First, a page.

Sara Gillingham will be speaking and demonstrating her craft at the Annual 2018 Illustrator’s Breakfast on October 13. We asked a few questions to get to know her better. Here’s what she had to say . . .
Is there an art medium you have never tried but always wanted to? If you could, what would you do with it?
Watercolor! I’d love to make super loose, gestural character drawings – something totally different from my usual work.
Do you have a special place that you go to for inspiration? Tell us about it and why it works?
First – I go to where the children are (which, lucky for me, is my home!) – they are a constant and primary source of inspiration: how they think, what matters to them, how they draw. My second favorite place for inspiration is flea markets or my collection of vintage children’s books. I love seeing the way that people made and packaged things before the age of plastic mass-production we are in now. The materials, color palettes and typography that were used 50-60 years ago often inspire the textures and colors I use in my work.
What other jobs have you done besides children’s book illustrator?
I have (and still am) an art director and designer in children’s book publishing. I have also taught children’s book illustration at the university level and to continuing education students. Back in the old days, some other jobs I had were: substitute teacher, fabric store sales clerk, bead-party-lady, hotel front desk clerk, waitress, children’s-clothing-store clerk, tutor. As a child, I was an entrepreneur and started my own: library, stretch-pant business, jewelry business, stationery business.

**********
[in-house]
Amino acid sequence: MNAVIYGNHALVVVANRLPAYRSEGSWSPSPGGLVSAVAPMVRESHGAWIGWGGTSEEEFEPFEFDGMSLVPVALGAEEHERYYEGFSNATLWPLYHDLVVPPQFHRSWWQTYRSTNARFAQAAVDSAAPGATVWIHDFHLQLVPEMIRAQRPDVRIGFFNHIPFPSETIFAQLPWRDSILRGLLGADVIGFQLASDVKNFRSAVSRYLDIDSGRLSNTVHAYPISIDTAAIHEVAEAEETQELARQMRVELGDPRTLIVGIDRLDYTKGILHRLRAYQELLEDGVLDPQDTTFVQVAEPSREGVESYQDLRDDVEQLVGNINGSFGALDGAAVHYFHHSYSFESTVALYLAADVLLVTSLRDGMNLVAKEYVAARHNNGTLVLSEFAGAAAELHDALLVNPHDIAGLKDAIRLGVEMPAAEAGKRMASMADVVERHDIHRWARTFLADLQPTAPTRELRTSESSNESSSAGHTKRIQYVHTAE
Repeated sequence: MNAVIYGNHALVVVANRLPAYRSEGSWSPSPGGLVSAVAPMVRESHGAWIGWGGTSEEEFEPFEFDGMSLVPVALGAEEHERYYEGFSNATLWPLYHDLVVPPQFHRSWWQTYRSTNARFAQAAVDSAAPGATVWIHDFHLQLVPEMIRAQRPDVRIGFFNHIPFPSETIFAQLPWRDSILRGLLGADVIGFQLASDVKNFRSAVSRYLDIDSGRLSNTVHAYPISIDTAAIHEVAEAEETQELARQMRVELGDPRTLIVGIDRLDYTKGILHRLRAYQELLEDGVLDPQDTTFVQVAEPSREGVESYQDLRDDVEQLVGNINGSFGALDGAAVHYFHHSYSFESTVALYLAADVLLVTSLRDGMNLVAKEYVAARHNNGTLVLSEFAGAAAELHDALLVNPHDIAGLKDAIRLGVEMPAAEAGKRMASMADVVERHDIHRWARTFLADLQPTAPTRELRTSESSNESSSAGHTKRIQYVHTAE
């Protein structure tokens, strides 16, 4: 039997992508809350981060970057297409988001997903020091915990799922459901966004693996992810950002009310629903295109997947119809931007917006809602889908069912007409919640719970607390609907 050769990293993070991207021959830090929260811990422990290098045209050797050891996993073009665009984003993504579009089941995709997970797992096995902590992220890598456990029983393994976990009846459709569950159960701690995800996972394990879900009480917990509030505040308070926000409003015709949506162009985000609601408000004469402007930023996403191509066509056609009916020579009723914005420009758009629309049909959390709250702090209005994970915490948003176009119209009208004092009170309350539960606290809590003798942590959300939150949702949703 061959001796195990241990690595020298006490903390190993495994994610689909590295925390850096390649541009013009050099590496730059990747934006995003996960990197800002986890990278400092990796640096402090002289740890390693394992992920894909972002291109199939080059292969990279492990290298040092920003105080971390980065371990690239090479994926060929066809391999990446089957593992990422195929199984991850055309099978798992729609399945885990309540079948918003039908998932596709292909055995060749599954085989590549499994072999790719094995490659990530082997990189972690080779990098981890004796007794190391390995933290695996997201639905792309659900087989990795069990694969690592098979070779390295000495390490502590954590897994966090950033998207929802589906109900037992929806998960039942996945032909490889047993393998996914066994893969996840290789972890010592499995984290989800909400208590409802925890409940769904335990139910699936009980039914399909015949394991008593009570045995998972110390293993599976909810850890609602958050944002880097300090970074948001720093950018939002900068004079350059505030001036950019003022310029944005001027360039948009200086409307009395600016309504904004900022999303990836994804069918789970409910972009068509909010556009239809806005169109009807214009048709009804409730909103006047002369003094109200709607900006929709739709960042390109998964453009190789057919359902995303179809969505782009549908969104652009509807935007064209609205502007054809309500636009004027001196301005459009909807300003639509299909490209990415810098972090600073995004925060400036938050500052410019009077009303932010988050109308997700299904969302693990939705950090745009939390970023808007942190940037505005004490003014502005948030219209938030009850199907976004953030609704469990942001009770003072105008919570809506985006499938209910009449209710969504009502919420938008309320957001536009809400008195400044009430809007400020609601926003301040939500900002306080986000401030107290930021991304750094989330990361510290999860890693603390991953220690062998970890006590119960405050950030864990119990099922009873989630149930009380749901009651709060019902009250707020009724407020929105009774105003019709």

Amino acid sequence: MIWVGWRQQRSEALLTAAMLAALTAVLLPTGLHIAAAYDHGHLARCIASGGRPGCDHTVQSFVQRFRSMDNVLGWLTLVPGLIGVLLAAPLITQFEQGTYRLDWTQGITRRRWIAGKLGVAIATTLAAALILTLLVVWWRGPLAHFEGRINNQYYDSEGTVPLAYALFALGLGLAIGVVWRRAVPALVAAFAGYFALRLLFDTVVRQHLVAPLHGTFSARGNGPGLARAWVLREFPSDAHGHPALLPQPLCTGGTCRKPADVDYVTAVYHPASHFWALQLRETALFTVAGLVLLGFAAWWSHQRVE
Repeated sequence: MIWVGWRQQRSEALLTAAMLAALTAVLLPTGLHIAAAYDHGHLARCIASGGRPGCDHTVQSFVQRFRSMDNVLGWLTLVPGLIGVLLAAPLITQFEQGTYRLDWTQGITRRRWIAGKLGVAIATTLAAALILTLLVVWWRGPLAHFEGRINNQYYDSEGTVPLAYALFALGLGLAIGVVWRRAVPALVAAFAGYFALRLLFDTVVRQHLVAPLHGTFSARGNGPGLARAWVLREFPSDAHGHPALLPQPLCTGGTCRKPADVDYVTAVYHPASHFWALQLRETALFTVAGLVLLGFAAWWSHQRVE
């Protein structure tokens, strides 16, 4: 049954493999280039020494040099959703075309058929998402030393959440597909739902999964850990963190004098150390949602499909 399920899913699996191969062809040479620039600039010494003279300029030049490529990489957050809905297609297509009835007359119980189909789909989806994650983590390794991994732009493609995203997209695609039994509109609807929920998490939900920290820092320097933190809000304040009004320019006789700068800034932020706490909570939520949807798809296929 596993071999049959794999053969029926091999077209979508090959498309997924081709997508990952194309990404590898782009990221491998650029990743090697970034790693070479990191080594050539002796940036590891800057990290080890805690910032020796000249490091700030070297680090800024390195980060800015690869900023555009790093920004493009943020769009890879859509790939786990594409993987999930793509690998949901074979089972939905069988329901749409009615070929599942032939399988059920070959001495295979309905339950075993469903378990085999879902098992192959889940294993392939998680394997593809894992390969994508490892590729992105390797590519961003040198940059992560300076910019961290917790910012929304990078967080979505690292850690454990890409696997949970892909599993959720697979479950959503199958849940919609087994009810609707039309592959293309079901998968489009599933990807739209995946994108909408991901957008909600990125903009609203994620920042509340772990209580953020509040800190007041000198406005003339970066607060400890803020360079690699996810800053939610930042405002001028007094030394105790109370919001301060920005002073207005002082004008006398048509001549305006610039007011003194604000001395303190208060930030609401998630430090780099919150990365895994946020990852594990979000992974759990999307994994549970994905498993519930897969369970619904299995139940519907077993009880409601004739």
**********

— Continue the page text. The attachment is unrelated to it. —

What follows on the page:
Is there a children’s book illustrator whose artwork you absolutely adore and why?
There are so many incredible illustrators working today whose work I love, it is impossible to pick one. If I’m allowed to go back in time, I’d say that Bruno Munari is one of my all-time favorite illustrators. He really understood book-making and brought an elegance to children’s book design that has inspired generations of bookmakers.
Tell us about a museum or art gallery that you have visited that you really enjoyed and would recommend to others.
The Nordic Museum in Seattle, The Bethnal Green Museum of Childhood in London, The Nuremburg Toy Museum, The new Whitney Museum in New York.
What was your favourite book as a child?
I can never pick one! Professor Wormbog in Search of the Zipperumpa Zoo by Mercer Meyer, The Tale of Two Bad Mice by Beatrix Potter, Blueberries for Sal by Robert McCloskey.